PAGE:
TOWN OF ERIN – Erin’s mayor is stressing that the cost of town’s proposed wastewater treatment plant (WWTP) is a bold but necessary move for the future of the area.
Allan Alls released a statement advocating for the WWTP which has been estimated to cost $118 million back in 2018.
The current plan is to build the plant on a piece of property at 10th Line and Wellington Road 52.
Construction is expected to begin in late 2022 or early 2023.
“The reality is, we are falling behind as a town of our size,” Alls said.
“We rely on aging septic tanks and systems that are costly to repair, harmful to the environment and outdated when compared to other towns across Ontario.”
In the mayor’s statement, he explained that costs boil down to two components, the plant and sewer building and connecting.
He said developers looking to build subdivisions in town will pay for a majority of the infrastructure in development areas and there will be no cost to rural residents.
Alls acknowledged that the exact cost to each household affected is unknown until government grants are finalized.
“Our commitment is to make this as affordable to residents as possible by financing the costs over a period of 10 to 15 years,” Alls said.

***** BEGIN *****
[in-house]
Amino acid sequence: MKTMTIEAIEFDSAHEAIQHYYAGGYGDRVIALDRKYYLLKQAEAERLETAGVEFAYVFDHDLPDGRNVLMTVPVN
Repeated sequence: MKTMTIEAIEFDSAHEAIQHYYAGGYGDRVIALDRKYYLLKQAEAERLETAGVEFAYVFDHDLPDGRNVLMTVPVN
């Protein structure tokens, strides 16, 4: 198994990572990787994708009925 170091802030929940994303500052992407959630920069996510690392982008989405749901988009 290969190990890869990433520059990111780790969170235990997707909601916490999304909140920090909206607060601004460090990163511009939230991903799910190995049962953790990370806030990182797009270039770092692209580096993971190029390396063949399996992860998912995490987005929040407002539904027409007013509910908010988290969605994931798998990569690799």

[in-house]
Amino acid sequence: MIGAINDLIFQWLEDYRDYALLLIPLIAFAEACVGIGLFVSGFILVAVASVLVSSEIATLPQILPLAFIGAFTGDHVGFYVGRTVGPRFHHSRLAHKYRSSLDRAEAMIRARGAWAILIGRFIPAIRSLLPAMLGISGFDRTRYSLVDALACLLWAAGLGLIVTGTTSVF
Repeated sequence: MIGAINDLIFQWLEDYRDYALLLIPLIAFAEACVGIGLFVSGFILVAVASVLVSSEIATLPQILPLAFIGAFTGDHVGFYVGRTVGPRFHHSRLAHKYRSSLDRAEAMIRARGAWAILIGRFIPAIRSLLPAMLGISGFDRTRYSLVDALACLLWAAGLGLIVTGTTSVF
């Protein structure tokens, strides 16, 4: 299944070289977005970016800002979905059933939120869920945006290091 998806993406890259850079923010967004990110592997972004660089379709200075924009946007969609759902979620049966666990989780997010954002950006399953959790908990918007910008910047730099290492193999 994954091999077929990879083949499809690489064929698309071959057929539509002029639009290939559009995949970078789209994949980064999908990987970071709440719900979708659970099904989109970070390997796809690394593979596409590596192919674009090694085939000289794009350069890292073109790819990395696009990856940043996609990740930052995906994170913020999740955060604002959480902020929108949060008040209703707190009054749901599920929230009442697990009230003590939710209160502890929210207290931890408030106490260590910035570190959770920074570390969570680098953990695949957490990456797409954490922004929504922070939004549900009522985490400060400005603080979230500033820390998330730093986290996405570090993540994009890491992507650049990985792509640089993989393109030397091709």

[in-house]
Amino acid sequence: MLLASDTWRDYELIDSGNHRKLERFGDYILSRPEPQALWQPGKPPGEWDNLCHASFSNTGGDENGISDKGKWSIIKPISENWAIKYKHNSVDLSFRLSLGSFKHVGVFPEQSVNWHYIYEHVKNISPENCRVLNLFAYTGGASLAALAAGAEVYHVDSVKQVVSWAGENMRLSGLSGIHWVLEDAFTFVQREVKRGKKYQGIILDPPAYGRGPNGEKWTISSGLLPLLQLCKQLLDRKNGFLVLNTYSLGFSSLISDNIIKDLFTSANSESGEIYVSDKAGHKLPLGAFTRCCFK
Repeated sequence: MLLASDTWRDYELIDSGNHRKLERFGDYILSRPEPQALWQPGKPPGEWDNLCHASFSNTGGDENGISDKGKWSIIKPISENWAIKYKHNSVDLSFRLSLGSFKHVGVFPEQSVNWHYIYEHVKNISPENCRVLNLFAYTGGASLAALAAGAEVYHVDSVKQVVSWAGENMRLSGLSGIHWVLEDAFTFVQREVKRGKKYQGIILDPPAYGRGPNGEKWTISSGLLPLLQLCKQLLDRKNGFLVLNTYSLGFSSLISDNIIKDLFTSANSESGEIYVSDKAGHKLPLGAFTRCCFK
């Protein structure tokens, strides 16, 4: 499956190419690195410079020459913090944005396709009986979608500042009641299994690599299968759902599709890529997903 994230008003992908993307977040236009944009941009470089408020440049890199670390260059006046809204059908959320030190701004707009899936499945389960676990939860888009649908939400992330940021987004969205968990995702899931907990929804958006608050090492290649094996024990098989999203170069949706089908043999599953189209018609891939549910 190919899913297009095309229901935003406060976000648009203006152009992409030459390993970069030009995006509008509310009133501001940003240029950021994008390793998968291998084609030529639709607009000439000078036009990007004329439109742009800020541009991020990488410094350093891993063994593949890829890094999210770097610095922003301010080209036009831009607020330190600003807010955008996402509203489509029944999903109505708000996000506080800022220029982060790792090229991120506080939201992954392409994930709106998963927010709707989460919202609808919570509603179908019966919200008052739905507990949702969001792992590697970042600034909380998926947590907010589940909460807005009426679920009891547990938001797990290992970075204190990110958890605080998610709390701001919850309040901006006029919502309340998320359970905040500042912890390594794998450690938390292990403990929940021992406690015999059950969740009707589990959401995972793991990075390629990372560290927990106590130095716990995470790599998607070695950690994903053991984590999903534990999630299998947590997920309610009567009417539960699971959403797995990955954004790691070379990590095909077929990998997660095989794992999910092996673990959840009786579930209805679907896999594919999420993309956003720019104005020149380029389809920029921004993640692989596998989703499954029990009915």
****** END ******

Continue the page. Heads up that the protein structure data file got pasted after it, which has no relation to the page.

“Local residents will pay for the wastewater mains which will run down existing streets and we expect these costs to be in the $15,000 to $18,000 range.”
On the town’s website in the wastewater section, these construction costs are noted.
However, there is also a connection cost for each household which could range between $4,000 and $8,000 depending on the distance from the house to the pipe.
The town, which includes the villages of Erin and Hillsburgh, has a population around 11,000.
Erin’s website says the WWTP will be able to service nearly 15,000 residents and provide servicing for existing and future commercial or employment land.
The province has mandated Wellington County to grow to a minimum population of 160,000 by 2051, nearly double what it is today.
“Erin will have to take our fair share of this,” Alls said. “We need the tax dollars to help us build our roads and bridges and to replace or maintain the infrastructure we rely on every single day.”
Alls’ overall message stressed there are impacts greater than dollar values if they don’t go forward with this project.
He said main street businesses will struggle as the cost of pumping and trucking waste raises and will discourage new businesses from opening in town.
In Alls view, this also means they will fall behind in housing for seniors and young families.
“We can’t build new subdivisions to support ourselves in similar ways other small communities near the GTA are,” Alls said.
Alls said the economic impact of COVID-19 means the town needs to take a measured risk to support the future of Erin.
“I believe now is the time to find a balance between responsible, thoughtful change and the maintenance of the rural roots that makes Erin such a special place to live,” Alls said.
“I believe now is the time to start thinking responsibly and to start investing in the future of our town.”